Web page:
feature image contributed by Sam Manzella
We’re in the midst of a global pandemic. Words most of us never thought about before are suddenly crowding our brains: novel coronavirus, droplet, community spread, containment, drive-through testing, social distancing, curbside pickup, masks. Even at the best of times during a public health crisis, new information is immense and best practices can change quickly, leading to confusion and panic. In the United States, we are not exactly experiencing the best of times during a public health crisis, and finding clear, direct information about how we should be proceeding during this scary and destabilizing time has not been easy.
The latest confusing issue? Masks. For a deep dive reported piece on what’s been going on with masks, read Ed Young’s Everyone Thinks They’re Right About Masks for The Atlantic. Basically, the people of the United States were told not to wear face masks, with a clear campaign endorsed by The World Health Organization (WHO) and the Centers for Disease Control and Prevention (CDC) that civilians should avoid buying masks and leave them for medical professionals. But with continued community spread and the acceptance that humans with zero symptoms can carry and pass on the virus for up to 14 days, the CDC has changed its recommendation and now says everyone should wear a mask when leaving home. One major important thing to note: a mask is simply an extra defense for when you have to go outside – it should not make you feel as though you are free to stop practicing social distancing. Also, when making masks at home, not all fabrics are created equally – here are some guidelines from scientists about which fabrics work best for DIY face masks.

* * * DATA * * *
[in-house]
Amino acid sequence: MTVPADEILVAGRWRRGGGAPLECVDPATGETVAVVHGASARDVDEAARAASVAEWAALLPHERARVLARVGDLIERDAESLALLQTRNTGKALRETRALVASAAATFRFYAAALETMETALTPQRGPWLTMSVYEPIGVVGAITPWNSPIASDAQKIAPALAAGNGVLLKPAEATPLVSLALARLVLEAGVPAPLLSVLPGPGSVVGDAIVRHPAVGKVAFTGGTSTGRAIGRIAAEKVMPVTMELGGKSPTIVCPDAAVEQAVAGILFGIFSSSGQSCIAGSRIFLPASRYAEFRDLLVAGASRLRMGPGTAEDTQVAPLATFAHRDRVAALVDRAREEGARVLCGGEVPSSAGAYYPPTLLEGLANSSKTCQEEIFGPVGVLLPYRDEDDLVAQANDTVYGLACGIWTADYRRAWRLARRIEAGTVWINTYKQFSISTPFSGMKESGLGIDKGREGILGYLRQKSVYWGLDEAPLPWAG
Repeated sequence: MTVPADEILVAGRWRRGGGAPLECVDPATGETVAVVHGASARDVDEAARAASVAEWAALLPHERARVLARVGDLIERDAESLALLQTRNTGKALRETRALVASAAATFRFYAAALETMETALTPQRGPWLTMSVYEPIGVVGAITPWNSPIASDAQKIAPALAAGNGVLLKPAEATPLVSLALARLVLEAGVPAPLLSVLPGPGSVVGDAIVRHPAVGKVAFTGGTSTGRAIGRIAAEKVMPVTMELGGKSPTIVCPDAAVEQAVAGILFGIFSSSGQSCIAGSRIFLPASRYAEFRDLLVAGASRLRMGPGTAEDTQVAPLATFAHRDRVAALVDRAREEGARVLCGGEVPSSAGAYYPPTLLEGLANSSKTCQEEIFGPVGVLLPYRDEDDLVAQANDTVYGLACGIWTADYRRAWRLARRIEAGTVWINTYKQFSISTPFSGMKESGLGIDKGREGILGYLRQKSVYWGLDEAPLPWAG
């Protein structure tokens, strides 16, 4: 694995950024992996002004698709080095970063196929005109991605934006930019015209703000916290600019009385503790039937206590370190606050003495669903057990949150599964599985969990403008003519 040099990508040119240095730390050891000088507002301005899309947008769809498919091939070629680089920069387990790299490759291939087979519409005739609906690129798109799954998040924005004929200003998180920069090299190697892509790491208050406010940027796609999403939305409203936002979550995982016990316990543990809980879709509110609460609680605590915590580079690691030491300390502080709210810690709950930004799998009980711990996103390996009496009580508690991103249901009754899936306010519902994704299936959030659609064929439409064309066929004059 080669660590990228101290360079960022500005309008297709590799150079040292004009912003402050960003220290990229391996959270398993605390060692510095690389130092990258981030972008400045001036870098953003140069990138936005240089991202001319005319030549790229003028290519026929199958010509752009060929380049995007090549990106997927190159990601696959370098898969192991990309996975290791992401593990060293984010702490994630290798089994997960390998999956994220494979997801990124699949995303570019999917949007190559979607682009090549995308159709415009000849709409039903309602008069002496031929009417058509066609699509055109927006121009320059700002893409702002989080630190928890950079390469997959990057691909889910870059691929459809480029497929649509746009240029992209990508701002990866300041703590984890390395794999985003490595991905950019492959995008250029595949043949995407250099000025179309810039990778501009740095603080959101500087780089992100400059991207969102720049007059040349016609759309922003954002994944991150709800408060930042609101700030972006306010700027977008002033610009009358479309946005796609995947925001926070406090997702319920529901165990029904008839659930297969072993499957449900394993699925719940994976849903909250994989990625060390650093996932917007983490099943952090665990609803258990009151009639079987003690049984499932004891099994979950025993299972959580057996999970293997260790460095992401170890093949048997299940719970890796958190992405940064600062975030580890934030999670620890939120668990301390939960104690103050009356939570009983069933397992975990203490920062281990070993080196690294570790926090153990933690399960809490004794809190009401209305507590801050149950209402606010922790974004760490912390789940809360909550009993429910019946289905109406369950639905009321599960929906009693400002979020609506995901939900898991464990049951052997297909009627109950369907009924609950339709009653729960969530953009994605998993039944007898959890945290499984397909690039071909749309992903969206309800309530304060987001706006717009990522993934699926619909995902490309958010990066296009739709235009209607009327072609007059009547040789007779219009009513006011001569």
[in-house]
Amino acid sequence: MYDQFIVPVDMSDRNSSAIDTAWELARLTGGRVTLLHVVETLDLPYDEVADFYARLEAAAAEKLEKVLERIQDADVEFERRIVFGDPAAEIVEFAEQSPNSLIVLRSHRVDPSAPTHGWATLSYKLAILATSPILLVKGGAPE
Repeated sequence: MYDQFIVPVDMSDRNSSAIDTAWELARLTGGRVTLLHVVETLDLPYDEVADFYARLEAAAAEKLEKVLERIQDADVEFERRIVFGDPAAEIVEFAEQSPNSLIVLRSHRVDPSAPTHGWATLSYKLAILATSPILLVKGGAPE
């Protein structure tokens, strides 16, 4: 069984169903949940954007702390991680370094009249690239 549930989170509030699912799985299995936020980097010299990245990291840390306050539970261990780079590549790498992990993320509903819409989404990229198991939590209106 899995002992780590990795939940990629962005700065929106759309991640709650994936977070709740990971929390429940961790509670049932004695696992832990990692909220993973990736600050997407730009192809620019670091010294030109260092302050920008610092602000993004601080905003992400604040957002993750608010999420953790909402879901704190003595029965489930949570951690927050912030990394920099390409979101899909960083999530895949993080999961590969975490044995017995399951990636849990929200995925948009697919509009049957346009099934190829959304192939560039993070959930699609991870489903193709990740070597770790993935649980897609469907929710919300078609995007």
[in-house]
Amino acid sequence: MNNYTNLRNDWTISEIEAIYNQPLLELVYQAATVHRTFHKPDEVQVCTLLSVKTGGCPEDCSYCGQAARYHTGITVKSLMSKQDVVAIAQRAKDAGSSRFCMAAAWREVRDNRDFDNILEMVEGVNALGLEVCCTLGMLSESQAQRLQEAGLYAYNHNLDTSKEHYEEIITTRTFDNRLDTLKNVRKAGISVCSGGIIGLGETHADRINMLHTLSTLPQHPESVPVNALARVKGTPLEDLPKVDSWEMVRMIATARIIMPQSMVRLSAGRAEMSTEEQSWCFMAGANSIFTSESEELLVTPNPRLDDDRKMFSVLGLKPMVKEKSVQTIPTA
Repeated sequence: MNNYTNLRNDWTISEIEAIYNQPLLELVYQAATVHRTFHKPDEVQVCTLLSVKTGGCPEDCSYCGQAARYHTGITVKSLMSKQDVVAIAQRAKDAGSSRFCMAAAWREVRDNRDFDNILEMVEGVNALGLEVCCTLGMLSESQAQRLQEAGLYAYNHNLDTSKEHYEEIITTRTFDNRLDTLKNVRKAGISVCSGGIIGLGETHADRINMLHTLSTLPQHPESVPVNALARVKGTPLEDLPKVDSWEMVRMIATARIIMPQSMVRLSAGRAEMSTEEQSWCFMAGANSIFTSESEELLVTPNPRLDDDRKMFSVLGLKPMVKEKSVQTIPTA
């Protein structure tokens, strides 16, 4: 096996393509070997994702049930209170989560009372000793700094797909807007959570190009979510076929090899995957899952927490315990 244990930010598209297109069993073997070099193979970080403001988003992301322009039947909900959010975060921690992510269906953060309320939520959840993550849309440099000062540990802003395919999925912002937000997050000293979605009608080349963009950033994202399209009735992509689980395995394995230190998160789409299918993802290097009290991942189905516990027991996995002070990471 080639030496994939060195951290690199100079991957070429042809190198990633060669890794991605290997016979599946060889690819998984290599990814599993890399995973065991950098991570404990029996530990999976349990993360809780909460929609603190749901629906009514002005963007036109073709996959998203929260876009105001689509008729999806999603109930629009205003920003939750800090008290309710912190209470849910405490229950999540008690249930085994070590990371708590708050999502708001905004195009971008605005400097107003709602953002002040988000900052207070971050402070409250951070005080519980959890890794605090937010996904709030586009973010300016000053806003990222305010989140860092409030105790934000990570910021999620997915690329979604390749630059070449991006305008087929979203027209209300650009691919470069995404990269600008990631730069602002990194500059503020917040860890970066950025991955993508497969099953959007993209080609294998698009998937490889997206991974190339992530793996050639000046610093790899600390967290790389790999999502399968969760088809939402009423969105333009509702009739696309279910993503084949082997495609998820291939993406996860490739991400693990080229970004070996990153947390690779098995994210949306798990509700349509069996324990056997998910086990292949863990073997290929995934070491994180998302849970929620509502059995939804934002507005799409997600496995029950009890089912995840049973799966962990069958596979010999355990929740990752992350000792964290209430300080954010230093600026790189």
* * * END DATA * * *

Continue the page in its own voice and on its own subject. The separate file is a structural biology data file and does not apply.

Hoarding medical masks is still obviously a no (you as a civilian don’t need an N95 mask and you absolutely should donate any of those you may stored in your house to hospitals where the staff on the frontlines really need them!), and in many places it’s impossible to find any kind of mask to purchase at all. Lucky for us, queers have been crafty since the dawn of time, so this should not deter us. As soon as the mask conversation shifted, no fewer than ten queers on my Instagram feed started showing off their skills by creating their own DIY face masks. I have faith in us.
Here are some of my favorite tutorials for making DIY face masks. If you’ve found other ones you like please drop the link in the comment section, and if you or another queer you love are selling handmade face masks on Etsy (or elsewhere), let us know so those of us who would rather let someone else make a mask for us can support you!